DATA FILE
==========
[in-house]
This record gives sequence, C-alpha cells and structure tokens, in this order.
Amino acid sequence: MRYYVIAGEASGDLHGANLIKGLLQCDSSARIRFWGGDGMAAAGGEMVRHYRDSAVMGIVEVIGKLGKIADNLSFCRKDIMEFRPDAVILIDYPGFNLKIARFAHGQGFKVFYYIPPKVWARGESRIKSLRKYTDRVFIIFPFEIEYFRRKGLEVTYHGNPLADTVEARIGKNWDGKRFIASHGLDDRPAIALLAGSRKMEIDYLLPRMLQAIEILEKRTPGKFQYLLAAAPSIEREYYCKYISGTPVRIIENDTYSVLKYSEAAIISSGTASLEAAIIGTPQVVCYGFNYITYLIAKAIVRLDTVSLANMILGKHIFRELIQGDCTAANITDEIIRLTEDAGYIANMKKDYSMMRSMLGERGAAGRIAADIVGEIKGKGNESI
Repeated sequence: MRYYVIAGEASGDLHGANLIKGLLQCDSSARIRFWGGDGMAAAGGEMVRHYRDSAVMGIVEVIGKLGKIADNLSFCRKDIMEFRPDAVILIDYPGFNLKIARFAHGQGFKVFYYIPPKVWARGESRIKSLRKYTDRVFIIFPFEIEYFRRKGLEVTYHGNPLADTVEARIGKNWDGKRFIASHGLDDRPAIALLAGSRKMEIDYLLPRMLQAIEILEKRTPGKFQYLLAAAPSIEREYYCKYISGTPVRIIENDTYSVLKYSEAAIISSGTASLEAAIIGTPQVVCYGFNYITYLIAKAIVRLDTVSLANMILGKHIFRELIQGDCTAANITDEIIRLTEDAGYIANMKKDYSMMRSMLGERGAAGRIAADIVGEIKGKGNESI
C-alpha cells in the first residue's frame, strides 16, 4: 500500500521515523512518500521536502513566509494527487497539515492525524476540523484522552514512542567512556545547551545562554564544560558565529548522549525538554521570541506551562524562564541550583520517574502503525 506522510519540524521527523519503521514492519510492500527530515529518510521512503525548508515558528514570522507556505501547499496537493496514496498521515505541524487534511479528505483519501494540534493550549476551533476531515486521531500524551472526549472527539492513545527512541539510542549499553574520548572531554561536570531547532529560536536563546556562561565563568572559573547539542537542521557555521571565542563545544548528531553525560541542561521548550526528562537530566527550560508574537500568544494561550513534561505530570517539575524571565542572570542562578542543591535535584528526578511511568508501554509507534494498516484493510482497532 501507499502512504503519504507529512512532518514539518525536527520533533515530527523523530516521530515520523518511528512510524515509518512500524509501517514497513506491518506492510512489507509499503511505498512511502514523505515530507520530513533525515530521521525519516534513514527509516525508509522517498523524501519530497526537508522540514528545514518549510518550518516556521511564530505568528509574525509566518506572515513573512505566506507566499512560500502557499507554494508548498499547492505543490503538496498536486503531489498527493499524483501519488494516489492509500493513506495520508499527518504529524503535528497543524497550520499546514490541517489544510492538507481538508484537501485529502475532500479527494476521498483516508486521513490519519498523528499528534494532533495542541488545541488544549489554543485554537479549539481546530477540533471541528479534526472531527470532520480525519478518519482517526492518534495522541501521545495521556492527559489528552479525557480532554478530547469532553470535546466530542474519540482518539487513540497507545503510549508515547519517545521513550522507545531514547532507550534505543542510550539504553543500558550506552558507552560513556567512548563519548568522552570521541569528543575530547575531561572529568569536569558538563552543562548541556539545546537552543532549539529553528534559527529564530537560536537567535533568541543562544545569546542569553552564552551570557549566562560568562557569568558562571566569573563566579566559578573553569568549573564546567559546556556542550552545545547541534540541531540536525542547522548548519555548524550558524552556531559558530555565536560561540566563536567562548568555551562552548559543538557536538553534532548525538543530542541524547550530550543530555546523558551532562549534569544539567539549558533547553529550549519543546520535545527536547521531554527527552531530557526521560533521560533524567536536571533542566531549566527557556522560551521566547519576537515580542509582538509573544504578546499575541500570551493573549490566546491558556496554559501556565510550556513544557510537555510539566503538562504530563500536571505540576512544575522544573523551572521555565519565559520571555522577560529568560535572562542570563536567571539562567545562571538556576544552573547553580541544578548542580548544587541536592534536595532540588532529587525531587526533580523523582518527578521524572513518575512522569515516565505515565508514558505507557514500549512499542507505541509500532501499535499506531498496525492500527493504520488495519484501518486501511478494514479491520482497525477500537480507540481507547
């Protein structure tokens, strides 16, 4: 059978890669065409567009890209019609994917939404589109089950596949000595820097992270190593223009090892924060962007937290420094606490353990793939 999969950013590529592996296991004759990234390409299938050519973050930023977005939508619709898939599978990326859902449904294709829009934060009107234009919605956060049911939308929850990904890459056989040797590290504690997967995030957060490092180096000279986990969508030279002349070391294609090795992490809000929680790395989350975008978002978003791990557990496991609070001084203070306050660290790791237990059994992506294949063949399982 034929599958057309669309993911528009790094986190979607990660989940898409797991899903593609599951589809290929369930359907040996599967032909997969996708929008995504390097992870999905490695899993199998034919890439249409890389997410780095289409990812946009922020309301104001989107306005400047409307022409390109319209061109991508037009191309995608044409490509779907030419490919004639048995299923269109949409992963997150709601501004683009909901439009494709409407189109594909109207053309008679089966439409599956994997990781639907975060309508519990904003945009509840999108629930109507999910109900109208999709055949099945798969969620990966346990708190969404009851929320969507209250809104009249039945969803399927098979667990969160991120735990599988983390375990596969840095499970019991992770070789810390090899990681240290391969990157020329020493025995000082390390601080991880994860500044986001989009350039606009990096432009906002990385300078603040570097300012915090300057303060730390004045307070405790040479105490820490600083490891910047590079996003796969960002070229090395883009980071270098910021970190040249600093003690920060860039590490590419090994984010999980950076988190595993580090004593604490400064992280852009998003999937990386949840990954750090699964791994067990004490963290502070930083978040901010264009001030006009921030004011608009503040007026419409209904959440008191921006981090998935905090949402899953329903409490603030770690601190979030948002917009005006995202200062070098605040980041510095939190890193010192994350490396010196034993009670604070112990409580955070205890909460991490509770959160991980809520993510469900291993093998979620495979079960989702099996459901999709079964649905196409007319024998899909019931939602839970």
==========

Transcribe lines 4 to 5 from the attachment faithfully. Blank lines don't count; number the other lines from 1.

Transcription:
Repeated sequence: MRYYVIAGEASGDLHGANLIKGLLQCDSSARIRFWGGDGMAAAGGEMVRHYRDSAVMGIVEVIGKLGKIADNLSFCRKDIMEFRPDAVILIDYPGFNLKIARFAHGQGFKVFYYIPPKVWARGESRIKSLRKYTDRVFIIFPFEIEYFRRKGLEVTYHGNPLADTVEARIGKNWDGKRFIASHGLDDRPAIALLAGSRKMEIDYLLPRMLQAIEILEKRTPGKFQYLLAAAPSIEREYYCKYISGTPVRIIENDTYSVLKYSEAAIISSGTASLEAAIIGTPQVVCYGFNYITYLIAKAIVRLDTVSLANMILGKHIFRELIQGDCTAANITDEIIRLTEDAGYIANMKKDYSMMRSMLGERGAAGRIAADIVGEIKGKGNESI
C-alpha cells in the first residue's frame, strides 16, 4: 500500500521515523512518500521536502513566509494527487497539515492525524476540523484522552514512542567512556545547551545562554564544560558565529548522549525538554521570541506551562524562564541550583520517574502503525 506522510519540524521527523519503521514492519510492500527530515529518510521512503525548508515558528514570522507556505501547499496537493496514496498521515505541524487534511479528505483519501494540534493550549476551533476531515486521531500524551472526549472527539492513545527512541539510542549499553574520548572531554561536570531547532529560536536563546556562561565563568572559573547539542537542521557555521571565542563545544548528531553525560541542561521548550526528562537530566527550560508574537500568544494561550513534561505530570517539575524571565542572570542562578542543591535535584528526578511511568508501554509507534494498516484493510482497532 501507499502512504503519504507529512512532518514539518525536527520533533515530527523523530516521530515520523518511528512510524515509518512500524509501517514497513506491518506492510512489507509499503511505498512511502514523505515530507520530513533525515530521521525519516534513514527509516525508509522517498523524501519530497526537508522540514528545514518549510518550518516556521511564530505568528509574525509566518506572515513573512505566506507566499512560500502557499507554494508548498499547492505543490503538496498536486503531489498527493499524483501519488494516489492509500493513506495520508499527518504529524503535528497543524497550520499546514490541517489544510492538507481538508484537501485529502475532500479527494476521498483516508486521513490519519498523528499528534494532533495542541488545541488544549489554543485554537479549539481546530477540533471541528479534526472531527470532520480525519478518519482517526492518534495522541501521545495521556492527559489528552479525557480532554478530547469532553470535546466530542474519540482518539487513540497507545503510549508515547519517545521513550522507545531514547532507550534505543542510550539504553543500558550506552558507552560513556567512548563519548568522552570521541569528543575530547575531561572529568569536569558538563552543562548541556539545546537552543532549539529553528534559527529564530537560536537567535533568541543562544545569546542569553552564552551570557549566562560568562557569568558562571566569573563566579566559578573553569568549573564546567559546556556542550552545545547541534540541531540536525542547522548548519555548524550558524552556531559558530555565536560561540566563536567562548568555551562552548559543538557536538553534532548525538543530542541524547550530550543530555546523558551532562549534569544539567539549558533547553529550549519543546520535545527536547521531554527527552531530557526521560533521560533524567536536571533542566531549566527557556522560551521566547519576537515580542509582538509573544504578546499575541500570551493573549490566546491558556496554559501556565510550556513544557510537555510539566503538562504530563500536571505540576512544575522544573523551572521555565519565559520571555522577560529568560535572562542570563536567571539562567545562571538556576544552573547553580541544578548542580548544587541536592534536595532540588532529587525531587526533580523523582518527578521524572513518575512522569515516565505515565508514558505507557514500549512499542507505541509500532501499535499506531498496525492500527493504520488495519484501518486501511478494514479491520482497525477500537480507540481507547